We will figure brain scanning.
We will figure brain simulation.
Alternatively, we will figure nanites, and a way to make them work through the ice.
We will figure all that sooner than the expected time of the brain being destroyed by: slow crystal formation; power outages; earthquakes; terrorist attacks; meteor strikes; going bankrupt; economy collapse; n
New research suggests that life may be hard to come by on certain classes of planets even if they are in the habitable zone since they will lose their water early on. See here. This is noteworthy in that in in the last few years almost all other research has pointed towards astronomical considerations not being a major part of the Great Filter, and this is a suggestion that slightly more of the Filter may be in our past.
How do people who sign up to cryonics, or want to sign up to cryonics, get over the fact that if they died, there would no-longer be a mind there to care about being revived at a later date? I don't know how much of it is morbid rationalisation on my part just because signing up to cryonics in the UK seems not quite as reliable/easy as in the US somehow, but it still seems like a real issue to me.
Obviously, when I'm awake, I enjoy life, and want to keep enjoying life. I make plans for tomorrow, and want to be alive tomorrow, despite the fact that in betwee... (read more)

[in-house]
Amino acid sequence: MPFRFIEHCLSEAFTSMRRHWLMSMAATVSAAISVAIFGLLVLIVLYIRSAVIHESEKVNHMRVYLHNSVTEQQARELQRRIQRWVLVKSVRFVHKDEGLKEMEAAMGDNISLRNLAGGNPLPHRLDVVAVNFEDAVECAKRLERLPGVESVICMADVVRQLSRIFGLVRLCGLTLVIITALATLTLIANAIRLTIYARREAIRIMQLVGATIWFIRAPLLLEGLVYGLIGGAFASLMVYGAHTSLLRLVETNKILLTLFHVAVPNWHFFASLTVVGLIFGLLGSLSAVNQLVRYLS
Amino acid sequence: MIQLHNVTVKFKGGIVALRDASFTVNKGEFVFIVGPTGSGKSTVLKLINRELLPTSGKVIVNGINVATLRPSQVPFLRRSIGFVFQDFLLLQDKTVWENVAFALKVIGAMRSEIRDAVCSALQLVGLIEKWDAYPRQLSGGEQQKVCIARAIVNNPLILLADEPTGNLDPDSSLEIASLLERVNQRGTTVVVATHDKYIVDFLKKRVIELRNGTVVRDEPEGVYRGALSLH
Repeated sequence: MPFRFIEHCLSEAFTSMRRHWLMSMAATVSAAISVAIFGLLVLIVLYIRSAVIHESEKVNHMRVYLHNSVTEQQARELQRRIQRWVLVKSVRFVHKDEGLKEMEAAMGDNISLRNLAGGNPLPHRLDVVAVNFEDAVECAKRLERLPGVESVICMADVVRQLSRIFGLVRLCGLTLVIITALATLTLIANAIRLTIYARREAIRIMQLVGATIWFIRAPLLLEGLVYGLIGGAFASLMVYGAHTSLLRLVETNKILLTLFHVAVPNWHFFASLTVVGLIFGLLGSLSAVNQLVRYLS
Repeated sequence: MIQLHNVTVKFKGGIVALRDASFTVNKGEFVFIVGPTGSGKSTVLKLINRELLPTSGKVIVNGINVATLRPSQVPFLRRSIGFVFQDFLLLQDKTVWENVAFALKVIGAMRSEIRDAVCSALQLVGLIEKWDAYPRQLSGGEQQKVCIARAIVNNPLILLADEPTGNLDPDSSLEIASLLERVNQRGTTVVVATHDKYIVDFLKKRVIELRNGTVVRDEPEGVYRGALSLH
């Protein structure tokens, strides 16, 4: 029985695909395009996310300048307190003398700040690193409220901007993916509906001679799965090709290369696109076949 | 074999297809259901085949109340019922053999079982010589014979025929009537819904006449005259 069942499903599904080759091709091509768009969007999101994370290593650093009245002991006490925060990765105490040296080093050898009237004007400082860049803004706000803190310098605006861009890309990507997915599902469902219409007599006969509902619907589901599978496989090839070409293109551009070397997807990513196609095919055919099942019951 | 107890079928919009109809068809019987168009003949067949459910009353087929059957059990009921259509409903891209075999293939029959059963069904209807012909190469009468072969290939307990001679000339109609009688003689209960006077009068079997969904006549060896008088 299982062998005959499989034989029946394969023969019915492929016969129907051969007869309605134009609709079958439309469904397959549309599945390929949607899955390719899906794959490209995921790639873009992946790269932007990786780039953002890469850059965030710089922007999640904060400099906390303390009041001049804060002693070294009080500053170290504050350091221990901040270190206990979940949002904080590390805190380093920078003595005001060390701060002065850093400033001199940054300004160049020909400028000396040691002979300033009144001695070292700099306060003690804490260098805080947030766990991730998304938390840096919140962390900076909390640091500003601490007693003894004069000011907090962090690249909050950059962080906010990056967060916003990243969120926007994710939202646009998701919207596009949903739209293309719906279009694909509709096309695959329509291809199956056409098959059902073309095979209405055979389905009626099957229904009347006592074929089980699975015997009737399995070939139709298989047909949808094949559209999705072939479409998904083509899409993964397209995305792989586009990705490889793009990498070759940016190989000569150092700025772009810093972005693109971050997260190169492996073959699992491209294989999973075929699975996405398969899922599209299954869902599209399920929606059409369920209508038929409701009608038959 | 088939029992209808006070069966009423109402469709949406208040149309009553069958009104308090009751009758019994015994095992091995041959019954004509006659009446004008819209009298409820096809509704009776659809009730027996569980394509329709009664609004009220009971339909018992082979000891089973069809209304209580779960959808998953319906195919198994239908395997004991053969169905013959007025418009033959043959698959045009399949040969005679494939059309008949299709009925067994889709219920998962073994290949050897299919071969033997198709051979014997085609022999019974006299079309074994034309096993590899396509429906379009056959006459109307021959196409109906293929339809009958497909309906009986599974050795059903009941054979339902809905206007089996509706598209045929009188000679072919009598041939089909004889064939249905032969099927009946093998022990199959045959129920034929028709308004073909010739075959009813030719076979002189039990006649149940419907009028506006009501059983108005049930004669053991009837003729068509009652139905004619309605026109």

Say you're undergoing surgery, and as part of this they use a kind of sedation where your mind completely stops. Not just stops getting input from the outside world, no brain activity whatsoever. Once you're sedated, is there any moral reason to finish the surgery?
Say we can run people on computers, we can start and stop them at any moment, but available power fluctuates. So we come up with a system where when power drops we pause some of the people, and restore them once there's power again. Once we've stopped someone, is there a moral reason to start them again?
My resolution to both of these cases is that I apparently care about people getting the experience of living. People dying matters in that they lose the potential for future enjoyment of living, their friends lose the enjoyment of their company, and expectation of death makes people enjoy life less. This makes death different from brain-stopping surgery, emulation pausing, and also cryonics.
(But I'm not signed up for cryonics because I don't think the information would be preserved.)
What exactly causes a person to stalk other people? Is there research that investigates the question when people start to stalk and when they don't?
To what extend is getting a stalker a risk worth thinking about before it's too late?
No research, just my personal opinion: borderline personality disorder.